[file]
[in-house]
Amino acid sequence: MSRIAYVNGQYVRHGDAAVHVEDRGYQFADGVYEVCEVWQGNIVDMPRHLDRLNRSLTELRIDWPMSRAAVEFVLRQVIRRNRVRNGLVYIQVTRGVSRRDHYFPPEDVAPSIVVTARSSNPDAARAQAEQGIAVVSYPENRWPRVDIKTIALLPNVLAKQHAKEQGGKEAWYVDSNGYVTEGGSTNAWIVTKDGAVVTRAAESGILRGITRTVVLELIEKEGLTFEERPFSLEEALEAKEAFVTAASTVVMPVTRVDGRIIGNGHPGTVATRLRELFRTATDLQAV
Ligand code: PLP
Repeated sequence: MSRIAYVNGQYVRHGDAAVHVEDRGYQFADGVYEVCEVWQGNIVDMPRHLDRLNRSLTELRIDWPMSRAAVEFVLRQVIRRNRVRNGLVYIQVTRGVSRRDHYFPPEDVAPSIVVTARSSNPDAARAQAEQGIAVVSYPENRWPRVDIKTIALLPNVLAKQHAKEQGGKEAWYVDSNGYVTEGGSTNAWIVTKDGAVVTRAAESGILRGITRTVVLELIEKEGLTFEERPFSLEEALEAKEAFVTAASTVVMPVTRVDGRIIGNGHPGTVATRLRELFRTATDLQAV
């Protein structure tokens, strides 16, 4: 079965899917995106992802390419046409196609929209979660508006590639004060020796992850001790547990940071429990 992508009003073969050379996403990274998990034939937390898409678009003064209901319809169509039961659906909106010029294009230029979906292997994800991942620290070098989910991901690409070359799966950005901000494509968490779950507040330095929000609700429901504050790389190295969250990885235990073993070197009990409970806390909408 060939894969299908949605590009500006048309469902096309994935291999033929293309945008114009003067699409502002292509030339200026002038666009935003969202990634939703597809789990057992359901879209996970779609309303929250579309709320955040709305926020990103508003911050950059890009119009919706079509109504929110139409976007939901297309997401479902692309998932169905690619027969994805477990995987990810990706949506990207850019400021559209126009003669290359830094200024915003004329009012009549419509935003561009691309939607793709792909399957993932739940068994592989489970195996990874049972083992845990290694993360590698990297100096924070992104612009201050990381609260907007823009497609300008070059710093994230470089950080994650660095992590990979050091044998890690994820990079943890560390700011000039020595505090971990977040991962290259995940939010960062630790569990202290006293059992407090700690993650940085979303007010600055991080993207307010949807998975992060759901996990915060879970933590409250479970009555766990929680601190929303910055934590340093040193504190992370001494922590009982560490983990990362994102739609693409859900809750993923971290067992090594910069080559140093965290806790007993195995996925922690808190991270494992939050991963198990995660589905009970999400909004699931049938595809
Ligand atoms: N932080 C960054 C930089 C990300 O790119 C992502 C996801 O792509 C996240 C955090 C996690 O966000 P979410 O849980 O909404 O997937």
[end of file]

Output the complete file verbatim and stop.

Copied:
[in-house]
Amino acid sequence: MSRIAYVNGQYVRHGDAAVHVEDRGYQFADGVYEVCEVWQGNIVDMPRHLDRLNRSLTELRIDWPMSRAAVEFVLRQVIRRNRVRNGLVYIQVTRGVSRRDHYFPPEDVAPSIVVTARSSNPDAARAQAEQGIAVVSYPENRWPRVDIKTIALLPNVLAKQHAKEQGGKEAWYVDSNGYVTEGGSTNAWIVTKDGAVVTRAAESGILRGITRTVVLELIEKEGLTFEERPFSLEEALEAKEAFVTAASTVVMPVTRVDGRIIGNGHPGTVATRLRELFRTATDLQAV
Ligand code: PLP
Repeated sequence: MSRIAYVNGQYVRHGDAAVHVEDRGYQFADGVYEVCEVWQGNIVDMPRHLDRLNRSLTELRIDWPMSRAAVEFVLRQVIRRNRVRNGLVYIQVTRGVSRRDHYFPPEDVAPSIVVTARSSNPDAARAQAEQGIAVVSYPENRWPRVDIKTIALLPNVLAKQHAKEQGGKEAWYVDSNGYVTEGGSTNAWIVTKDGAVVTRAAESGILRGITRTVVLELIEKEGLTFEERPFSLEEALEAKEAFVTAASTVVMPVTRVDGRIIGNGHPGTVATRLRELFRTATDLQAV
């Protein structure tokens, strides 16, 4: 079965899917995106992802390419046409196609929209979660508006590639004060020796992850001790547990940071429990 992508009003073969050379996403990274998990034939937390898409678009003064209901319809169509039961659906909106010029294009230029979906292997994800991942620290070098989910991901690409070359799966950005901000494509968490779950507040330095929000609700429901504050790389190295969250990885235990073993070197009990409970806390909408 060939894969299908949605590009500006048309469902096309994935291999033929293309945008114009003067699409502002292509030339200026002038666009935003969202990634939703597809789990057992359901879209996970779609309303929250579309709320955040709305926020990103508003911050950059890009119009919706079509109504929110139409976007939901297309997401479902692309998932169905690619027969994805477990995987990810990706949506990207850019400021559209126009003669290359830094200024915003004329009012009549419509935003561009691309939607793709792909399957993932739940068994592989489970195996990874049972083992845990290694993360590698990297100096924070992104612009201050990381609260907007823009497609300008070059710093994230470089950080994650660095992590990979050091044998890690994820990079943890560390700011000039020595505090971990977040991962290259995940939010960062630790569990202290006293059992407090700690993650940085979303007010600055991080993207307010949807998975992060759901996990915060879970933590409250479970009555766990929680601190929303910055934590340093040193504190992370001494922590009982560490983990990362994102739609693409859900809750993923971290067992090594910069080559140093965290806790007993195995996925922690808190991270494992939050991963198990995660589905009970999400909004699931049938595809
Ligand atoms: N932080 C960054 C930089 C990300 O790119 C992502 C996801 O792509 C996240 C955090 C996690 O966000 P979410 O849980 O909404 O997937």